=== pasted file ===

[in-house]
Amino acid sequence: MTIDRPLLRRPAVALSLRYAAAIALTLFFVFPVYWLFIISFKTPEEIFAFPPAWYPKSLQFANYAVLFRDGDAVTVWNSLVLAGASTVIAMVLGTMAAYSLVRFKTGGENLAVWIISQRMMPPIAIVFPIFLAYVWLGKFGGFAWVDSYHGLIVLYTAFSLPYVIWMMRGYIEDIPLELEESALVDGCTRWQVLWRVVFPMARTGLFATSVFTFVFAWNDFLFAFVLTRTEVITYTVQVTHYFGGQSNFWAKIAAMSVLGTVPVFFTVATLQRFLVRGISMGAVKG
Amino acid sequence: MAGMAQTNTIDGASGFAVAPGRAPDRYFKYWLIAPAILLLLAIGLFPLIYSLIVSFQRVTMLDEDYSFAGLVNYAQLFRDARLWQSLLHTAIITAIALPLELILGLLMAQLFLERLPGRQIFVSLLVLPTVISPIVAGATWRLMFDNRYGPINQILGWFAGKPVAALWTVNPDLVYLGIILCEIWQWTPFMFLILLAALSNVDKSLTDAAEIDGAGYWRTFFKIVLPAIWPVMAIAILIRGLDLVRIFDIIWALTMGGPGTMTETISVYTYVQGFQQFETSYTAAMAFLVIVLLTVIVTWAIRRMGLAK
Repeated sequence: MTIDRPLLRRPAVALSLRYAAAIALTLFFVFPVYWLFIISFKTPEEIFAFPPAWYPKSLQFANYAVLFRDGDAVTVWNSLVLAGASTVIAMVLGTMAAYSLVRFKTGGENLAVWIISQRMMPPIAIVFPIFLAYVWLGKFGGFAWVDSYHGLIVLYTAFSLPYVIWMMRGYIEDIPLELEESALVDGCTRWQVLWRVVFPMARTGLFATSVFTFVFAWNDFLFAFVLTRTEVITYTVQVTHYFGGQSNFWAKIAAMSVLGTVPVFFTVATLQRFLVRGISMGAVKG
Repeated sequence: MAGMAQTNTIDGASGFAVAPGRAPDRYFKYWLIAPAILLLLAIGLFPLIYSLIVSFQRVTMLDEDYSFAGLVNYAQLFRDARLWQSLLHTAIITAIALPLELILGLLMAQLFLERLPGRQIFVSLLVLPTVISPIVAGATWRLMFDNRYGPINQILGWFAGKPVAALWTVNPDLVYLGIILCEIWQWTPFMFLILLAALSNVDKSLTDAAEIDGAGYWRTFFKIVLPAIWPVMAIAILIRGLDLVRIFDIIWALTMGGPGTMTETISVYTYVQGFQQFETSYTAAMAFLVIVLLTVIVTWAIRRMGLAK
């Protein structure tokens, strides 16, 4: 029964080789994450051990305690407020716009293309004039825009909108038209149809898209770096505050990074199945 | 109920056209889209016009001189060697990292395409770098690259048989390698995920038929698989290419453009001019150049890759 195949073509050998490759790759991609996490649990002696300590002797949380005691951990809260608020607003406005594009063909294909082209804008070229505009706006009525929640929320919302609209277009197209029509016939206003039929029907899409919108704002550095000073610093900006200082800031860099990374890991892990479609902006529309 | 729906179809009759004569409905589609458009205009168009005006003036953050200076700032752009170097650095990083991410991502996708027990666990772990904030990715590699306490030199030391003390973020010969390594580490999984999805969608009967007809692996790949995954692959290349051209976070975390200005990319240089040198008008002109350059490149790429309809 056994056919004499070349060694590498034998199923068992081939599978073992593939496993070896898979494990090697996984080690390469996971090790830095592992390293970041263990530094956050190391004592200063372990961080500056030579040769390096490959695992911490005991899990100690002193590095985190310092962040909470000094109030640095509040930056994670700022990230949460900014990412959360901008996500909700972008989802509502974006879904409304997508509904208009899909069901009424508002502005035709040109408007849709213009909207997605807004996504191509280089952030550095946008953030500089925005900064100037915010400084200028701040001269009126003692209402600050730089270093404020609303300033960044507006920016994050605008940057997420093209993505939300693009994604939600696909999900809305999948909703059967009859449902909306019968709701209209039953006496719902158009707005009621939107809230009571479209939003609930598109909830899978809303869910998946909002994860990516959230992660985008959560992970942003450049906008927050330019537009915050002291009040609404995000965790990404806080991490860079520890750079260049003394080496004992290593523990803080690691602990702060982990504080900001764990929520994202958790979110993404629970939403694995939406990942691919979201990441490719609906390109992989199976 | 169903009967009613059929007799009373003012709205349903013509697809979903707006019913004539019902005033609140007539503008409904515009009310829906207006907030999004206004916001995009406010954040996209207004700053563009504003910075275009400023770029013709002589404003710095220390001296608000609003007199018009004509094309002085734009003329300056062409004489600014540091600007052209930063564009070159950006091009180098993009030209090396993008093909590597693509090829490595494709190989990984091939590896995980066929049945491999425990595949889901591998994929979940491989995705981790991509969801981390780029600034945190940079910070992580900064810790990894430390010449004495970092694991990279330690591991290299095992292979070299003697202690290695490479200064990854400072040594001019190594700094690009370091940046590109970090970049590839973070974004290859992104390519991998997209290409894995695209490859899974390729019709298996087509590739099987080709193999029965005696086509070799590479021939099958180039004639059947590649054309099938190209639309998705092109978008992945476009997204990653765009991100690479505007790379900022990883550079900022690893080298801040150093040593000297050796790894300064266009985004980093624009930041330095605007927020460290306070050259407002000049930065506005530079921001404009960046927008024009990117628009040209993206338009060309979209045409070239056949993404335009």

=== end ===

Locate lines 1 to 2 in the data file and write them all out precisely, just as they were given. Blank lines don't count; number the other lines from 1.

[in-house]
Amino acid sequence: MTIDRPLLRRPAVALSLRYAAAIALTLFFVFPVYWLFIISFKTPEEIFAFPPAWYPKSLQFANYAVLFRDGDAVTVWNSLVLAGASTVIAMVLGTMAAYSLVRFKTGGENLAVWIISQRMMPPIAIVFPIFLAYVWLGKFGGFAWVDSYHGLIVLYTAFSLPYVIWMMRGYIEDIPLELEESALVDGCTRWQVLWRVVFPMARTGLFATSVFTFVFAWNDFLFAFVLTRTEVITYTVQVTHYFGGQSNFWAKIAAMSVLGTVPVFFTVATLQRFLVRGISMGAVKG